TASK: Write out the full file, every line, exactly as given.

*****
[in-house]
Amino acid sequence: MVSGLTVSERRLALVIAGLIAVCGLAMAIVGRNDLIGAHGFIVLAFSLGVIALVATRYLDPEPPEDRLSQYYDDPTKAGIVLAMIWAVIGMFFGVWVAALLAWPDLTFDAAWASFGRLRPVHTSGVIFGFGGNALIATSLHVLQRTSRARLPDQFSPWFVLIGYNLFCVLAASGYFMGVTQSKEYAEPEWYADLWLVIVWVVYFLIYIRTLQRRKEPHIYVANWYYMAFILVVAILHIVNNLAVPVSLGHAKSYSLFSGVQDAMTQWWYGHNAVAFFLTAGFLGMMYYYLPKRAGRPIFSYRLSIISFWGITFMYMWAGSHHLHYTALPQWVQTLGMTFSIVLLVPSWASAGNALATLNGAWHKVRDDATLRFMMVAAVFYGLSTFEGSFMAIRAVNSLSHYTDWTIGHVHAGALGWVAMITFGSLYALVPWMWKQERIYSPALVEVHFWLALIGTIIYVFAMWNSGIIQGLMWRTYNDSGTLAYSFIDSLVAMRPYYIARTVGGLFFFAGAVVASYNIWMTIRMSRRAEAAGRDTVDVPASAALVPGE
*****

[in-house]
Amino acid sequence: MVSGLTVSERRLALVIAGLIAVCGLAMAIVGRNDLIGAHGFIVLAFSLGVIALVATRYLDPEPPEDRLSQYYDDPTKAGIVLAMIWAVIGMFFGVWVAALLAWPDLTFDAAWASFGRLRPVHTSGVIFGFGGNALIATSLHVLQRTSRARLPDQFSPWFVLIGYNLFCVLAASGYFMGVTQSKEYAEPEWYADLWLVIVWVVYFLIYIRTLQRRKEPHIYVANWYYMAFILVVAILHIVNNLAVPVSLGHAKSYSLFSGVQDAMTQWWYGHNAVAFFLTAGFLGMMYYYLPKRAGRPIFSYRLSIISFWGITFMYMWAGSHHLHYTALPQWVQTLGMTFSIVLLVPSWASAGNALATLNGAWHKVRDDATLRFMMVAAVFYGLSTFEGSFMAIRAVNSLSHYTDWTIGHVHAGALGWVAMITFGSLYALVPWMWKQERIYSPALVEVHFWLALIGTIIYVFAMWNSGIIQGLMWRTYNDSGTLAYSFIDSLVAMRPYYIARTVGGLFFFAGAVVASYNIWMTIRMSRRAEAAGRDTVDVPASAALVPGE